The Spokane Arena people would have loved to have Neil Diamond as its opening act last September. Unfortunately, the man wasn’t on tour at the time.
No problem. I hereby take it upon myself to declare Saturday night to be the Arena’s unofficial grand opening concert.
A number of big acts have played the Arena already. But Diamond is the first mega-act, in that upper tier of acts which includes Barbra Streisand, Elton John, Paul McCartney, the Three Tenors and hardly anybody else.
Ironically, legions of people cannot tolerate Neil Diamond. The Rolling Stone Record Guide uses words like “vapid,” “pretentious” and “execrable” to describe his albums of the ‘70s and ‘80s. His 1980 vanity film “The Jazz Singer” was a classic case of star-narcissism.
Yet the man sold out 12,000 tickets in four hours for this show. He has always attracted one of the most intensely devoted followings of any contemporary singer. Despite all of the critical carping, this devotion is not entirely misplaced.
Take a fresh listen to three of his earliest ‘60s hits: “Cherry Cherry,” “Solitary Man,” and best of all, “Thank the Lord for the Nighttime.” These songs have a classic feel-good pop sound, based on a driving guitar rhythm.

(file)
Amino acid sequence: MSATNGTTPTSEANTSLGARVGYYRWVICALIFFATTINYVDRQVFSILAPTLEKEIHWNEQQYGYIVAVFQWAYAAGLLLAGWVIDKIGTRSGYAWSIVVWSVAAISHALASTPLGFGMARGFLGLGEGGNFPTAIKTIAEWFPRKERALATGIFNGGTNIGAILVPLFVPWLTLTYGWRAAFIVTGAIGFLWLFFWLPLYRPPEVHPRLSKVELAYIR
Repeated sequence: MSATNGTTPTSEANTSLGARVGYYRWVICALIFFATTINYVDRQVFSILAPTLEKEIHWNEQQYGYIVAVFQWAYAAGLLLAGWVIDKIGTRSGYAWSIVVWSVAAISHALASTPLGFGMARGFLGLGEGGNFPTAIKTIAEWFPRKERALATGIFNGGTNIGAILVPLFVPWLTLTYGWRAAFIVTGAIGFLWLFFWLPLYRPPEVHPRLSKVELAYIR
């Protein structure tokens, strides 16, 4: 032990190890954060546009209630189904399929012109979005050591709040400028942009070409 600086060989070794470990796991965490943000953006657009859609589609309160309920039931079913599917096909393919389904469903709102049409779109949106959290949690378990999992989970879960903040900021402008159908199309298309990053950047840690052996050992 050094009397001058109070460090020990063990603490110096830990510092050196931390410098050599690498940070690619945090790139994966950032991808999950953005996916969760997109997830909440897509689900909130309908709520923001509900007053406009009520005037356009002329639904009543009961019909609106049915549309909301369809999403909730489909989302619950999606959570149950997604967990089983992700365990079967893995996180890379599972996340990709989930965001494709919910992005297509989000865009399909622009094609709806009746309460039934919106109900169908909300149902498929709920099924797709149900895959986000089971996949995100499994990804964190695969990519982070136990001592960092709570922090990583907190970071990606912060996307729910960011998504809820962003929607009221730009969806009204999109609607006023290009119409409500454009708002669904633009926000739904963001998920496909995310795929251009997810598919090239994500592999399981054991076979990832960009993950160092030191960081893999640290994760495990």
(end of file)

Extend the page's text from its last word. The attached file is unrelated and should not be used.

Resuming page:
The guy knows how to write a hit song, something he has done not just for himself but also for the Monkees (“I’m a Believer,” “A Little Bit Me, A Little Bit You”) and UB40 (“Red, Red Wine”).
He began to take his songwriting a little too seriously in the ‘70s, when he began to sound like an imitation Rod McKuen. The nadir probably came with “I Am, I Said” which contains the unfortunate line, “And no one heard at all, not even the chair.”
But like other prolific songwriters - McCartney comes to mind - his talented side continues to emerge even through a lot of subpar material. Diamond’s most recent album, “Tennessee Moon,” contains some pleasant reminders of Diamond’s old guitar-based style, in the midst of a number of songs aimed at the country charts.
Still, Diamond’s appeal is best appreciated on stage, where his popularity has never flagged. His 1991 concert tour, the “Love in the Round” tour, was the top-grossing tour of the year for a solo artist.
The Spokane Arena concert will use the same revolving stage he used in that tour (which didn’t come to Spokane because the Arena was still just a dream). It will be an in-the-round show, which means that everybody should get a decent view.
The show will include material from “Tennessee Moon” as well as many of his old hits.
, DataTimes ILLUSTRATION: 2 Color photos
MEMO: This sidebar appeared with the story: CONCERT Neil Diamond will perform at 8 p.m. Saturday at the Spokane Arena. Tickets are sold out.